PHILADELPHIA (CN) – Five jurisdictions that have proudly bucked calls to cooperate on immigration roundups with federal agents received stern letters from the Justice Department.
“This letter is to inform you that, based on a preliminary review, the department has determined that your jurisdiction appears to have laws, policies, or practices that violate 8 U.S.C. § 1373,” each of the letters states, referencing a federal law that requires state or local government to let their employees share details about an individual’s immigration status with federal authorities.
President Donald Trump invoked the law shortly after taking office in an executive order that threatens to pull federal grant money from any jurisdictions that don’t cooperate.
Though a federal judge in San Francisco found the executive order unconstitutional, officials representing Philadelphia, New York City, New Orleans, Chicago and Cook County, Illinois, all received warning letters Wednesday based on their receipt of Byrne JAG awards, shorthand for the Edward Byrne Memorial Justice Assistance Grant.
Milwaukee and the state of Connecticut received letters as well, but theirs say the DOJ found no evidence of noncompliance. Clark County, Nevada, and Miami-Dade County, Florida, both received good marks as well in previous letters.
Representatives for each of the cities that received warning letters meanwhile have been outspoken about their objections to Section 1373, which they say unconstitutionally uses local resources for federal matters that cause strife in communities.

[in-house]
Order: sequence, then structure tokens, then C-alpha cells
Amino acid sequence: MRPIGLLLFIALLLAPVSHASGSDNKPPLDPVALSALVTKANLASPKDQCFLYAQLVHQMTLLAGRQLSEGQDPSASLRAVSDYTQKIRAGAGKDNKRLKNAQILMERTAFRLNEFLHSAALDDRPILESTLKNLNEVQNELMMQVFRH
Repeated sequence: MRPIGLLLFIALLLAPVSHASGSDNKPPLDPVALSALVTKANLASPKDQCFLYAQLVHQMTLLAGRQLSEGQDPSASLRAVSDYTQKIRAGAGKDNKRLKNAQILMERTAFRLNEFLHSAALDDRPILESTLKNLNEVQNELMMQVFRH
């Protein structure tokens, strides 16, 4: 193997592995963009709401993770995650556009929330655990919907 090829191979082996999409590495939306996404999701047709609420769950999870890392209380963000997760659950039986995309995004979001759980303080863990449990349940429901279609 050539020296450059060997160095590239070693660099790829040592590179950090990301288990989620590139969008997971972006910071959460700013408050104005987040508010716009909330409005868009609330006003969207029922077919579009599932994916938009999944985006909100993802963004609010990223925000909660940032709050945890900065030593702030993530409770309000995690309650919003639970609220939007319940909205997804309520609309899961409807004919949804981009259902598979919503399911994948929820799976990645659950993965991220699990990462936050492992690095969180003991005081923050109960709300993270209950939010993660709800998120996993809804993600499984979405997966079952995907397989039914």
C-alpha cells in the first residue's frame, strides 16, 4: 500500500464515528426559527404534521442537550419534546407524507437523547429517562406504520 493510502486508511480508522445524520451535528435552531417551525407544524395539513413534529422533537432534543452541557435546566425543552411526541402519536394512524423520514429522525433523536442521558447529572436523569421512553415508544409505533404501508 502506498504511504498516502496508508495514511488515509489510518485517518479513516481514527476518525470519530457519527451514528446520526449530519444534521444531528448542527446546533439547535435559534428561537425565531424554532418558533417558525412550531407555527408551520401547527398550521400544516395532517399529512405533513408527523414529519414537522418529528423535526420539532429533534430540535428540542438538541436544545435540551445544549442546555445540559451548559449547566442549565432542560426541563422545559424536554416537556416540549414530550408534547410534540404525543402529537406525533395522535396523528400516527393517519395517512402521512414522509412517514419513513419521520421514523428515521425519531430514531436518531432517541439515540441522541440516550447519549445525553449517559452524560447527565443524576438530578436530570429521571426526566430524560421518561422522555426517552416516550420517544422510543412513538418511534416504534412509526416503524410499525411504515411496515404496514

“The NOPD will not be the federal government’s deportation force,” New Orleans Mayor Mitch Landrieu told reporters. “We will build relationships between the NOPD and all community members. The city of New Orleans will not be sidetracked by caustic, political rhetoric that seeks to make us fearful of others and scapegoat immigrants. The NOPD will continue to focus on the arrest and conviction of violent criminals, regardless of their immigration status.”
Landrieu insisted that his city is in full compliance with all federal laws, including Section 1373, and that the letter he received omitted the importance of Chapter 41.6.1 of the New Orleans Police Department’s operation manual.
"We continue to state unambiguously that Chapter 41.6.1 does not restrict officers and employees from requesting information regarding immigration status from federal immigration officers,” Landrieu told reporters. “Pursuant to standard training procedures, all officers and employees were notified about the policy in September 2016. Instead of fear-mongering and false accusations, we urge you to work with mayors across the nation to tackle violent crime through smart, evidence-based policing.”
New York City Mayor Bill de Blasio likewise insisted that there is no danger of funding loss.